Why HBO should adapt Swamplandia!
I’m an optimistic when it comes to adaptations - I like to believe the new interpretation will be better than expected rather than fear for the worst - so it’s disappointing to come to terms with one of my most-anticipated book-to-screen projects falling deep into development hell. Here’s why I think HBO should hurry up and create a television series of Karen Russell’s Pulitzer prize-shortlisted novel Swamplandia! like they said they were going to in 2011.
1. The structure feels suited to a television series.
As a number of reviewers and critics have noted, Karen doesn’t quite manage to tie all the threads together. And there’s a lot going on.
At the centre lies a simple conflict - the Bigtree family’s theme park, Swamplandia!, is in trouble. The park’s star attraction has died of cancer, leaving behind a husband and three children. (The ways in which Karen portrays this loss are some of my favourite moments within the book.) On top of this central story, run two parallel narratives: while Ava sets off through the mangrove wilderness to find her sister who’s eloped with a ghost, her brother Kiwi runs away from home with idealistic notions of study, only to find himself employed as a lowly janitor for Swamplandia!’s competitor, The World of Darkness.
This, I think, is the perfect kind of narrative for television in which multiple POVs and fast-paced plotting is seen in more favourable light, where tangents and subplots are given space to breathe a little. There’s a lot to play with here in terms of simple storytelling including and some truly heart-breaking moments. One in particular had me crying for several pages.
2. The book already feels ‘cinematic’.
One of the highlights of this book is Karen’s prose. The humid, mosquito-ridden - and haunted - swamp is vividly drawn to life on the page and the bizarre array of characters and creatures burst with energy. This novel has alligator wrestlers, a balding brown bear named Judy Garland, a mysterious Bird Man, rampaging melaleuca trees, the dead but still flirtatious Louis Thanksgiving, ghosts and so much more. The world Karen has created is ripe with possibilities for the screen - not just wildly inventive in its storytelling but also populated with strange, memorable characters that I would love to see interpreted on a screen.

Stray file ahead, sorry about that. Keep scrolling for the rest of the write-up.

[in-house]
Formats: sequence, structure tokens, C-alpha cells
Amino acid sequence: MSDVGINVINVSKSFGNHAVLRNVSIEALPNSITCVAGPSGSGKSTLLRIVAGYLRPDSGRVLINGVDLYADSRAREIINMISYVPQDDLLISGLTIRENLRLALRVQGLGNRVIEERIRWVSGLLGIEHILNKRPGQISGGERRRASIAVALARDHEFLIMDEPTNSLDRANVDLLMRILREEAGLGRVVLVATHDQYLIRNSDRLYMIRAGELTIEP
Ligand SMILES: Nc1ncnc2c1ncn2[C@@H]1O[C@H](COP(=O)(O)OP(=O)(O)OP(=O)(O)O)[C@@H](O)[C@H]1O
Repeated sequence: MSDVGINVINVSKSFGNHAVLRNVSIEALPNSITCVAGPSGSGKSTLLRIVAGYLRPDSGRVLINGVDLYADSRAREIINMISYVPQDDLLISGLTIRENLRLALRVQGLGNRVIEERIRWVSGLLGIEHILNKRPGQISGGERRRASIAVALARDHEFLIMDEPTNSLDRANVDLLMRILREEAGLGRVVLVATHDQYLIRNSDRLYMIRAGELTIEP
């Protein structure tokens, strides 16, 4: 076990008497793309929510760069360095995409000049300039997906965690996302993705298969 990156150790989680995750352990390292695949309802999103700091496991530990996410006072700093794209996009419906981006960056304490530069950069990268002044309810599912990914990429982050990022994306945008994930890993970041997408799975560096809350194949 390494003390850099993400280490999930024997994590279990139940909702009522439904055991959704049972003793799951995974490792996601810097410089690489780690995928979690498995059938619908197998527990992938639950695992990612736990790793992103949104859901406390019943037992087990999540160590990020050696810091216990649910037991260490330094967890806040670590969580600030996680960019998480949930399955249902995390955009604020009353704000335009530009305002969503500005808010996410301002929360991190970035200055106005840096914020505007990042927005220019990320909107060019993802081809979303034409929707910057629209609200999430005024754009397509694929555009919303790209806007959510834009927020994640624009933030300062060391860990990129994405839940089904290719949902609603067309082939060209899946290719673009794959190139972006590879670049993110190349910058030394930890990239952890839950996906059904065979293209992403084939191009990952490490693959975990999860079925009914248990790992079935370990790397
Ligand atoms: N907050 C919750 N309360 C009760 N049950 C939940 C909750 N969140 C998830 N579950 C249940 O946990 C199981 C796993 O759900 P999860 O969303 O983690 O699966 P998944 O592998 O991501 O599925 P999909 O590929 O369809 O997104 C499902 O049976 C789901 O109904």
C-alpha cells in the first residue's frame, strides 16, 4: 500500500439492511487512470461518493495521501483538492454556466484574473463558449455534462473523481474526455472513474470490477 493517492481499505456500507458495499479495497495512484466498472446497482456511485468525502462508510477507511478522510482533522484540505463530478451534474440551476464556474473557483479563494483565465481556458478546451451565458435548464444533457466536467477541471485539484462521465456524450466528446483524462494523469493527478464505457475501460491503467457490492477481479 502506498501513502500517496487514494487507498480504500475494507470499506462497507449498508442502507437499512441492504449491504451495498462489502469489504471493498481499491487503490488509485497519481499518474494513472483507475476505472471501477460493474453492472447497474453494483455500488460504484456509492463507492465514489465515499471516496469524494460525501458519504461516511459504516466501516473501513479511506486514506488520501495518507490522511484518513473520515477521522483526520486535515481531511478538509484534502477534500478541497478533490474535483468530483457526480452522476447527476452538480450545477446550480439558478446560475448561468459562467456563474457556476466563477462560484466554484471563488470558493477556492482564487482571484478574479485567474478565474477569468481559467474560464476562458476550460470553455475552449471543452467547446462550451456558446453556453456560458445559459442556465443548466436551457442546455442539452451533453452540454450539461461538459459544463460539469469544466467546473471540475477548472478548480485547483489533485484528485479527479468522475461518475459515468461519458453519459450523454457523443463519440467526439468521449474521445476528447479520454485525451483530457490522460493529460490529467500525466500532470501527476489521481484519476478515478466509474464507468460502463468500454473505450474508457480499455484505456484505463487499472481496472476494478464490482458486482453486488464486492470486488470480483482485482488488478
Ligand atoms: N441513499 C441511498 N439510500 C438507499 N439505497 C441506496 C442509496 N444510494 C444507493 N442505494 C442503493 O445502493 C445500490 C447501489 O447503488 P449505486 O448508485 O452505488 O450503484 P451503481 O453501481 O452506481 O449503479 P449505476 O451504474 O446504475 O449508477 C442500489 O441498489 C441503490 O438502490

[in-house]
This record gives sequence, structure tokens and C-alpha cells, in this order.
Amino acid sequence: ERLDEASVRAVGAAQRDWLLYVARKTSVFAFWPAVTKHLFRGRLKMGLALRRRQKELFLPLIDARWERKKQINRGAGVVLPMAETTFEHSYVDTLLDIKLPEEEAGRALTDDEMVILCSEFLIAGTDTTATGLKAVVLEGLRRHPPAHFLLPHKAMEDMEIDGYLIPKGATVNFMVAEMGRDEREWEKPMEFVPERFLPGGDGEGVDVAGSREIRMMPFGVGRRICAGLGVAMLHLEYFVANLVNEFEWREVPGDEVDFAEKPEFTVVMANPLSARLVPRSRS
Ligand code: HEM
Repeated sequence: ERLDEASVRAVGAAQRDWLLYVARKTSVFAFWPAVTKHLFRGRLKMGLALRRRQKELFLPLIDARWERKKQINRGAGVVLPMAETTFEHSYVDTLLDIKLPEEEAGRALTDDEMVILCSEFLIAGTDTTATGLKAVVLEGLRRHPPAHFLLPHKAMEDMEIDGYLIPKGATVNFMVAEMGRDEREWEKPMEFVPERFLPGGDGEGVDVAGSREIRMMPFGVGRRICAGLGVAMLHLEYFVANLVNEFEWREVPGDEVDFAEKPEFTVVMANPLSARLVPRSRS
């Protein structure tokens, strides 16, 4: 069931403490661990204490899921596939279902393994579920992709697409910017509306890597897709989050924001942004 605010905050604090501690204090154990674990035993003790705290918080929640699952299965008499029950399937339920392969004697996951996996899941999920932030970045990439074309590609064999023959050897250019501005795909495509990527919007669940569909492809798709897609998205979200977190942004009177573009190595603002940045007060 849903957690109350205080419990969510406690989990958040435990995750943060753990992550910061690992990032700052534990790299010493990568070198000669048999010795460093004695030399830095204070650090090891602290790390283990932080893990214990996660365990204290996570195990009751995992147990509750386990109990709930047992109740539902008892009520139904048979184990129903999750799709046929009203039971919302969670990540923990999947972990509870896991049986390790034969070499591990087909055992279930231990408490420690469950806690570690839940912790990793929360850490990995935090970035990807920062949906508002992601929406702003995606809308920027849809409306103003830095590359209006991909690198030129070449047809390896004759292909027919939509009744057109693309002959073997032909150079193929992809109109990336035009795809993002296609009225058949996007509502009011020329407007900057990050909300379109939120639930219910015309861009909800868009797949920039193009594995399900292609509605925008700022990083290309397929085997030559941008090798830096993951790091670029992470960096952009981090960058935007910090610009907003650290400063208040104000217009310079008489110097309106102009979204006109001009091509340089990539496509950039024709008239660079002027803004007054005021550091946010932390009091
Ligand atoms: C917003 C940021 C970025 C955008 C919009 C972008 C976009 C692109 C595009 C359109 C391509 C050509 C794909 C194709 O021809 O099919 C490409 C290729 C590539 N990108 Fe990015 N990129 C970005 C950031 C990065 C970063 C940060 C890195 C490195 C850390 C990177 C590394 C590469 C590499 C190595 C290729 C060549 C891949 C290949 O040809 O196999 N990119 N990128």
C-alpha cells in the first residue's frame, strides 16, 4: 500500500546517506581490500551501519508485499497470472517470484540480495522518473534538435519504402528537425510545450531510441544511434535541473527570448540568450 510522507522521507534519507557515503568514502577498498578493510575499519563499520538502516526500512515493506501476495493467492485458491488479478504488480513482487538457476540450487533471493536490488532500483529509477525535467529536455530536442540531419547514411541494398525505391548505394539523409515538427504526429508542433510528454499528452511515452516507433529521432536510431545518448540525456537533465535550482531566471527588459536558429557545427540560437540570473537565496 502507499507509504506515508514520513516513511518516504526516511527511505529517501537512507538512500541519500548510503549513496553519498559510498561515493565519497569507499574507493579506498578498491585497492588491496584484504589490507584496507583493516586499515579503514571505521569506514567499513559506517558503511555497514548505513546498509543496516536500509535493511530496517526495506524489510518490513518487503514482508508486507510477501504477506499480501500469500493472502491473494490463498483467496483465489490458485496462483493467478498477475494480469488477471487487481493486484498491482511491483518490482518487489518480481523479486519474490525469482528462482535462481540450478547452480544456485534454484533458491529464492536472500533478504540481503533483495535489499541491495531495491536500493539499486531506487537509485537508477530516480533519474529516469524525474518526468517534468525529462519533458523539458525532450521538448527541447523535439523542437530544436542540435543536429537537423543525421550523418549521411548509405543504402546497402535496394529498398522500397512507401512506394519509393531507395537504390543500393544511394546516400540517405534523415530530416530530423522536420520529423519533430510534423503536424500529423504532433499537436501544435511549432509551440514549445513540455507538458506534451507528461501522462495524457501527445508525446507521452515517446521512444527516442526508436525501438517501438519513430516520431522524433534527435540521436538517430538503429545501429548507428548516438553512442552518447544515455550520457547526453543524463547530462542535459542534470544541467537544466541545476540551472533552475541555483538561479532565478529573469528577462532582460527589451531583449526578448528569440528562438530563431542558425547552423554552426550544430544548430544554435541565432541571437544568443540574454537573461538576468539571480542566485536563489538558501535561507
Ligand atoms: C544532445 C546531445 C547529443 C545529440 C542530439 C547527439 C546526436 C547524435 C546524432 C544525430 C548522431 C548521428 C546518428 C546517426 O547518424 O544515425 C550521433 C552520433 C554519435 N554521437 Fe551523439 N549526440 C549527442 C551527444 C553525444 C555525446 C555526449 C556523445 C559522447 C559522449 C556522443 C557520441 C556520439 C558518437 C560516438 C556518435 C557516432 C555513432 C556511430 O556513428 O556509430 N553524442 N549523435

3. Scott Rudin has been named Executive Producer.
When it comes to book-to-film adaptations Rudin sports a mean resume which includes No Country for Old Men (from Cormac McCarthy’s novel of the same name), There Will Be Blood (from Upton Sinclair’s Oil!) as well as Wes Anderson’s adaptation of Roald Dahl’s Fantastic Mr. Fox, and many more. He seems to have a taste for literary fiction having been linked to such titles as The Corrections, Special Topics in Calamity Physics and The Amazing Adventures of Kavalier & Clay.
(It’s probably important - and also depressing - to note that none of those particular titles have yet made it to the screen.)
4. It’s a really, really good book.
Swamplandia!, while flawed, was the most original and affecting book I read in 2012. Karen’s writing is vivacious and beautiful with a thumping pulse. She sounds like nobody else I’ve read before and I don’t think it’s a stretch to call her one of the most exciting writers working today. (She was recently listed as a recipient of a genius grant.) She absolutely deserves a wider audience and I have no doubt that HBO watchers will fall in love with her creation.
5. I really want to see Maisie Williams play Ava.
Who could resist this face?